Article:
Maybe it’s just selfishness. Maybe it’s that showing grace to this mutt would require too much breaking of my routine, too much upheaval, too much time and sacrifice, and I'm just selfish and I don’t want to give up control of my life, especially for a measly dog. Now, if it were a real baby left on my doorstep, that would be different…
I call James in an agony of indecision, but he doesn’t have the brain-space at the moment to even contemplate the problem. His response is pragmatic: “Well, keep it if you want to, but I grew up on a farm having to dispose of litters of puppies which we couldn’t feed and couldn’t sell… I’m afraid I can be pretty matter-of-fact about these sorts of things…”
Reason intrudes, and I realize the dog could possibly bite one of the kids, or worse, and I truly don’t know what kinds of diseases it has. I’m pretty sure they don’t sell worm medicine or flea powder in our puny town, and I don’t have the means or the time or enough Russian to go hunting around the bigger town 15 minutes down the road for medicine for a stray…
So now I flop to the other extreme and decide it’s the most disgusting creature I’ve ever laid eyes on, and we have to get rid of it as soon as humanly possible.
The dog is somehow getting into our yard, so when my helper arrives I enlist her in hunting for the hole, and we find it outside our fence and stop it up with huge rocks. She dons a pair of old gardening gloves and a scrap of bread, and I grab a big stick, and we shoo the dog out from under the huge petrol tank in our yard which the boys use as a pirate ship. It had quickly become his favorite hiding place since the tank’s belly hangs very low to the ground; he must’ve felt safe underneath.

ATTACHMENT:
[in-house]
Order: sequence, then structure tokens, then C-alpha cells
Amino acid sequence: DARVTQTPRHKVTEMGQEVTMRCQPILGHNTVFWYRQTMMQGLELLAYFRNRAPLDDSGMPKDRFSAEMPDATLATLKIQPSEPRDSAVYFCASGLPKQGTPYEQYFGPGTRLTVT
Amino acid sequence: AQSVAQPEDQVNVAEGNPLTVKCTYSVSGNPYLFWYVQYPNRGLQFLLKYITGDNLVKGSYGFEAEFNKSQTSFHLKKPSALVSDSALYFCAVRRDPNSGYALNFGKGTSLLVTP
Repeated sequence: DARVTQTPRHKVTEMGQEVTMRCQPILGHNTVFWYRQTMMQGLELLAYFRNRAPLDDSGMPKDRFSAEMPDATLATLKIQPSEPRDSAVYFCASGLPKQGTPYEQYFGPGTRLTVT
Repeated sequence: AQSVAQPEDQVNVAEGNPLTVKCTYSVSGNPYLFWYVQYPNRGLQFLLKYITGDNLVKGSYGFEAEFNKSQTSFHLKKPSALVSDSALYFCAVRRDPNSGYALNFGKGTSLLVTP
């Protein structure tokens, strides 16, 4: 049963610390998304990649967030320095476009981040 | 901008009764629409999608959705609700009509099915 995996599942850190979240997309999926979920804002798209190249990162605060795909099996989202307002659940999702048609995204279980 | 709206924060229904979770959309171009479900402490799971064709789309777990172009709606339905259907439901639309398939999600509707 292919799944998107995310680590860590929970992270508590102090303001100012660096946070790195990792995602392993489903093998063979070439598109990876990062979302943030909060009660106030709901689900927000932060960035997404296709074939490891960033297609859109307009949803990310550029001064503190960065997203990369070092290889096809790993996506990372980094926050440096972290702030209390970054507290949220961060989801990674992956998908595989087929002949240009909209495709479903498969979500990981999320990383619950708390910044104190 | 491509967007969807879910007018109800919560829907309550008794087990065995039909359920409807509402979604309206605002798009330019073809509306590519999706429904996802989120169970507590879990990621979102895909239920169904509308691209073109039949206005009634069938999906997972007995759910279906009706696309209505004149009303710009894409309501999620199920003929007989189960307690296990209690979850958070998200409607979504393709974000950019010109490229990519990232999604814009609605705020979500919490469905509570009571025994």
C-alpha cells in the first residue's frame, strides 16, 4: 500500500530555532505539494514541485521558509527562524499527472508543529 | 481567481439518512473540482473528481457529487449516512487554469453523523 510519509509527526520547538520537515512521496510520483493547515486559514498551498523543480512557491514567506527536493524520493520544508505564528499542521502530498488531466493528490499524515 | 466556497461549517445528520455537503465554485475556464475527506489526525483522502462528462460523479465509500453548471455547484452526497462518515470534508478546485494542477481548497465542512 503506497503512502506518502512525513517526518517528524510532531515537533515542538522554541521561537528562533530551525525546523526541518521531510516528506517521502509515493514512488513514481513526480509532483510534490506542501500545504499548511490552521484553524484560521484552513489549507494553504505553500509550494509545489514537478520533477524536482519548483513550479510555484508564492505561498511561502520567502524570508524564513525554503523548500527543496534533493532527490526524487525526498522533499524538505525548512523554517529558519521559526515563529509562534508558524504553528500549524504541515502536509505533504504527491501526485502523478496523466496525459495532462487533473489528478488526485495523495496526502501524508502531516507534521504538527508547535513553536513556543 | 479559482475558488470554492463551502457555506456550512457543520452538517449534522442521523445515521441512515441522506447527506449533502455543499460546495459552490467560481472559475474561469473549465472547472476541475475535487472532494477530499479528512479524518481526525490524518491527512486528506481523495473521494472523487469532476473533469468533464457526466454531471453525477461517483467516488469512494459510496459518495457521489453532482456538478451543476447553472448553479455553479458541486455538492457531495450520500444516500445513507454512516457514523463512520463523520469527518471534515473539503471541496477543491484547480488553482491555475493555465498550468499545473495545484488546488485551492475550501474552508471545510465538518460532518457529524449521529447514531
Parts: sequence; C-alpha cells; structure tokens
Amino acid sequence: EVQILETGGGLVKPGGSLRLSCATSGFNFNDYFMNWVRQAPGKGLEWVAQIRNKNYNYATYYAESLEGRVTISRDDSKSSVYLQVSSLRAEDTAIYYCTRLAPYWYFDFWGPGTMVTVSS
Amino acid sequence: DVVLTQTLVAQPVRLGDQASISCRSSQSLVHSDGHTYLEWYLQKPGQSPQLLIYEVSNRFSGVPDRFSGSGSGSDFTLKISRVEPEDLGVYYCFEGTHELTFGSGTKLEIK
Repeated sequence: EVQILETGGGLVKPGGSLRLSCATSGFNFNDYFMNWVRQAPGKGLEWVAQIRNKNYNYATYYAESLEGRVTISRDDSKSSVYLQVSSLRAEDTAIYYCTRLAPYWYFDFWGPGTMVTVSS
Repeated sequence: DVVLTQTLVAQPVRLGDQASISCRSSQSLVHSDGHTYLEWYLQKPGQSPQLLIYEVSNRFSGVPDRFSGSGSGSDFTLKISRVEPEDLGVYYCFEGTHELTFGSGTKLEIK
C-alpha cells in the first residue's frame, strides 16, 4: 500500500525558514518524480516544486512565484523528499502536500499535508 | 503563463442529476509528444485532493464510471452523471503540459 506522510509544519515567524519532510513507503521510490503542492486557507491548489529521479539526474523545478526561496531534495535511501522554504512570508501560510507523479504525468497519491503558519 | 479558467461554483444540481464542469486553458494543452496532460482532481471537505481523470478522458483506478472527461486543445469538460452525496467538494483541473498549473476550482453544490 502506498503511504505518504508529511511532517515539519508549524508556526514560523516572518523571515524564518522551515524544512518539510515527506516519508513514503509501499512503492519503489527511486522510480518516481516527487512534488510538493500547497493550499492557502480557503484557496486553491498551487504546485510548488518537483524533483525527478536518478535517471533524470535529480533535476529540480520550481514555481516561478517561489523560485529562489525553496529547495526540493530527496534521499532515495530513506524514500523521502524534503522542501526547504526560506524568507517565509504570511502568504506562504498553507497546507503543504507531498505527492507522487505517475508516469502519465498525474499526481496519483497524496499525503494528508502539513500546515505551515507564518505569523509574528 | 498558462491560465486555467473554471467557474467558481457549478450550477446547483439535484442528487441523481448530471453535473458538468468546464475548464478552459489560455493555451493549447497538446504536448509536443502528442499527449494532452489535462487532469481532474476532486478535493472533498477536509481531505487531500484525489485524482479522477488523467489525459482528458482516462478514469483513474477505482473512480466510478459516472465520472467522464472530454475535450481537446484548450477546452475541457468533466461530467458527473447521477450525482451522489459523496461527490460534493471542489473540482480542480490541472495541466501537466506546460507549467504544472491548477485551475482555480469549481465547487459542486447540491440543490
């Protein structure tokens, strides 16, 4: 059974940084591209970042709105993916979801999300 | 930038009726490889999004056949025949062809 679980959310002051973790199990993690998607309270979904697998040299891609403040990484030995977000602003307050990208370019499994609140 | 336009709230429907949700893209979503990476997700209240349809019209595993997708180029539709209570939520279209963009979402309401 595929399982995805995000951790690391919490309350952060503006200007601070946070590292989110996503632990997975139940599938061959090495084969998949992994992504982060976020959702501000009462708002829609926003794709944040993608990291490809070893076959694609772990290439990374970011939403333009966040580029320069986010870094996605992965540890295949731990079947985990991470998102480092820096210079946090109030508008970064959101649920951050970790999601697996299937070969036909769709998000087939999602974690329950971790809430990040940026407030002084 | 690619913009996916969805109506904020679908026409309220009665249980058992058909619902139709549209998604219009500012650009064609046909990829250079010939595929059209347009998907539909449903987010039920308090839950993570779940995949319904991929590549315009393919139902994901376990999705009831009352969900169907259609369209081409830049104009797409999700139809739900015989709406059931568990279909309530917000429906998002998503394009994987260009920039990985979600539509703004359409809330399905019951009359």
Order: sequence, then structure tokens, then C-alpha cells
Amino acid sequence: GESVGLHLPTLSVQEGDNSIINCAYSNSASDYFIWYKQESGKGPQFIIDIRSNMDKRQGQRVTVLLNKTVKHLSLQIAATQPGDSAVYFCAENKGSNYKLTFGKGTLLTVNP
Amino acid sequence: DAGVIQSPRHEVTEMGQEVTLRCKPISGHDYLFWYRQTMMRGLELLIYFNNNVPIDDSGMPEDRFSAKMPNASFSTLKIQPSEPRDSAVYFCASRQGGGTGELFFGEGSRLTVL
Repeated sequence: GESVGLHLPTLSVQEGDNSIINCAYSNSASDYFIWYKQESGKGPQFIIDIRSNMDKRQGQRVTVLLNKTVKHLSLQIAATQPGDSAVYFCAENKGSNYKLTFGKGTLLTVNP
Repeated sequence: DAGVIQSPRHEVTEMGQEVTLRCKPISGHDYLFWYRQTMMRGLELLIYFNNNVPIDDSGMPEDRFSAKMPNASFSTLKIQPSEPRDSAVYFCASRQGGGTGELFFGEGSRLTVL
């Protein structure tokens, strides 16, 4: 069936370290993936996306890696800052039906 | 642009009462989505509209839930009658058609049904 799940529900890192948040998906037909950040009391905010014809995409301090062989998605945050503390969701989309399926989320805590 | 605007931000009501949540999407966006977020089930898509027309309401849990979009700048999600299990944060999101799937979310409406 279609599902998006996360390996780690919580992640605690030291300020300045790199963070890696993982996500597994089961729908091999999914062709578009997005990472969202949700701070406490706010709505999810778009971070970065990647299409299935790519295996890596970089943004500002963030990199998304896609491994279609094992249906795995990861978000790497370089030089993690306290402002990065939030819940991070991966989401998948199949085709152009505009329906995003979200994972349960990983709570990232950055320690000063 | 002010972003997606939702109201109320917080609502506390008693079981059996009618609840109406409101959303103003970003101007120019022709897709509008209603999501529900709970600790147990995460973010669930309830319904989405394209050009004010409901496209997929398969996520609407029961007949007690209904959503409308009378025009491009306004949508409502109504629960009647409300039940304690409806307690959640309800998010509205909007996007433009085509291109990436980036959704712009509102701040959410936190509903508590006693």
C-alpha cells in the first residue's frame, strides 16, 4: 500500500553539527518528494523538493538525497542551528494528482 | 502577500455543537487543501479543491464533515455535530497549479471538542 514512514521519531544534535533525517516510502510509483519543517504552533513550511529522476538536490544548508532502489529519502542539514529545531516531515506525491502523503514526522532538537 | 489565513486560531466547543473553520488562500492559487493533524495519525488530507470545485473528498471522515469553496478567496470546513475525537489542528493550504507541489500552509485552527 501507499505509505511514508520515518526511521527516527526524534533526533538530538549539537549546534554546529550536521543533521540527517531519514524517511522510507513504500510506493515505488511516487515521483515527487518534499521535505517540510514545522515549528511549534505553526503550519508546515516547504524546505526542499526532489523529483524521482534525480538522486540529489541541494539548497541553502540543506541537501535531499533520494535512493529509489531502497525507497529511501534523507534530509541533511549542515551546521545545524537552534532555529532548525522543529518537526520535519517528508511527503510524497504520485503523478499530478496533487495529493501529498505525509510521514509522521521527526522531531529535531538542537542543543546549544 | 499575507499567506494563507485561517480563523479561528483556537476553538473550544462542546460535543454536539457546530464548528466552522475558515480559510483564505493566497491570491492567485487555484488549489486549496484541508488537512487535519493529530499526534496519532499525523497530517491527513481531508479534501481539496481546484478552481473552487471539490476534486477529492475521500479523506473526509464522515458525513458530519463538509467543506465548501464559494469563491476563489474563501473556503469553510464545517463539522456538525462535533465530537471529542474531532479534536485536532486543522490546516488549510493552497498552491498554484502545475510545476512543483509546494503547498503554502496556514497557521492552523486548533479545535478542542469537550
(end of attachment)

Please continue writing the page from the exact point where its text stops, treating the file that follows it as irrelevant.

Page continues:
He yips and whines pathetically (Ruby and the boys watching the whole time - can’t get them to go inside!) as my helper and a neighbor boy carry him several hundred yards down the canal and turn him loose (notice how I wriggled out of actually getting my hands dirty).
My heart cringes at his whines, but I harden it successfully and we all high-tail it back to our yard and shut the gate.
He comes back, of course, and skulks around outside our fence for a few hours, but I figure as long as he can’t get through the hole he’ll eventually look elsewhere for food.
Then, a few hours later, after a bike ride, the boys accidentally leave the gate open. Like a flash, the dog takes his chance and darts back into the yard and under his favorite hiding place.
Now I was just plain mad.
I had to leave him there, reluctantly, while I made lunch and fed the kids, but after lunch I immediately enlisted a gang of neighbor boys who appeared at our gate wanting to play.
We re-enacted this morning’s scene: me pushing the dog out from under the tank with a stick, and a bigger boy donning the gloves and grabbing him, yelping, on the other side. You would have thought we were tearing his legs off, the noise he made.
Ruby, watching, was very distressed, and kept whimpering, “Do-k! Do-k! B-ed!”
As in, “That’s a real live animal making that sound and all it wants is some food!”
I swing her up to my hip and tell the neighbor kids to take it far, far away. Well, they’re back in two seconds, and when I asked them where they threw it, they point at an empty manhole 20 yards away which - I thought - leads to the main water pipe for our town!
I freak out, envisioning a rotting dog contaminating the whole town’s water supply, and race towards the manhole with Ruby bouncing on my hip. The cover is off and a long tree branch has been stuck in it; the bottom is full of rubbish already.